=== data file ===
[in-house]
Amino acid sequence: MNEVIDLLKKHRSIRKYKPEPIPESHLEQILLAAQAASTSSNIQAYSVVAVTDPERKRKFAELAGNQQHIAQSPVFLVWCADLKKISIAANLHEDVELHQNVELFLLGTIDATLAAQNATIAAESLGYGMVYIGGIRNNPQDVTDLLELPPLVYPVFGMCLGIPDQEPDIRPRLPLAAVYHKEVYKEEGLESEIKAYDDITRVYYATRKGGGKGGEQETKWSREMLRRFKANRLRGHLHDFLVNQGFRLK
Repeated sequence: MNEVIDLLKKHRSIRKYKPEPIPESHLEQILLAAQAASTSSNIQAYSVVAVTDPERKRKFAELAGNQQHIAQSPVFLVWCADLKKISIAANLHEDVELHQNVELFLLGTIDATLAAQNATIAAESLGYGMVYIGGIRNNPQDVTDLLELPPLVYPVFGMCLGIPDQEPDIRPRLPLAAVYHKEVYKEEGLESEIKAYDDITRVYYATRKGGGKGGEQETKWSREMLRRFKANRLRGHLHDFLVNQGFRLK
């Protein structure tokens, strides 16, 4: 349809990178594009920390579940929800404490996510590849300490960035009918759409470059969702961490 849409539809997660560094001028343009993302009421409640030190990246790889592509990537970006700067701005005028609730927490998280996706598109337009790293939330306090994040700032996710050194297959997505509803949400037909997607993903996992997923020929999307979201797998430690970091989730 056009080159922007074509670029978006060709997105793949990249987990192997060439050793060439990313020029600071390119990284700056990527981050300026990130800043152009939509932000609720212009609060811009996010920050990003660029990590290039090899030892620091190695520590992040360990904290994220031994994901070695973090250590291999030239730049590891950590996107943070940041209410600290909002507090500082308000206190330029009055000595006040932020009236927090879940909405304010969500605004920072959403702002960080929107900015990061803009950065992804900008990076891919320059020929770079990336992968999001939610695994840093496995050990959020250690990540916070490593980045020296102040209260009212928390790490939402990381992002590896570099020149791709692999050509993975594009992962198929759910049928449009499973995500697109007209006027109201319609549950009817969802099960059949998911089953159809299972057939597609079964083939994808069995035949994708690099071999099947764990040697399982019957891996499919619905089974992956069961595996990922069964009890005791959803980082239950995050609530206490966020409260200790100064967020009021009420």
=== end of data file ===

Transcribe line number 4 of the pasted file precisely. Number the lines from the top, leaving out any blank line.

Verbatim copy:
């Protein structure tokens, strides 16, 4: 349809990178594009920390579940929800404490996510590849300490960035009918759409470059969702961490 849409539809997660560094001028343009993302009421409640030190990246790889592509990537970006700067701005005028609730927490998280996706598109337009790293939330306090994040700032996710050194297959997505509803949400037909997607993903996992997923020929999307979201797998430690970091989730 056009080159922007074509670029978006060709997105793949990249987990192997060439050793060439990313020029600071390119990284700056990527981050300026990130800043152009939509932000609720212009609060811009996010920050990003660029990590290039090899030892620091190695520590992040360990904290994220031994994901070695973090250590291999030239730049590891950590996107943070940041209410600290909002507090500082308000206190330029009055000595006040932020009236927090879940909405304010969500605004920072959403702002960080929107900015990061803009950065992804900008990076891919320059020929770079990336992968999001939610695994840093496995050990959020250690990540916070490593980045020296102040209260009212928390790490939402990381992002590896570099020149791709692999050509993975594009992962198929759910049928449009499973995500697109007209006027109201319609549950009817969802099960059949998911089953159809299972057939597609079964083939994808069995035949994708690099071999099947764990040697399982019957891996499919619905089974992956069961595996990922069964009890005791959803980082239950995050609530206490966020409260200790100064967020009021009420």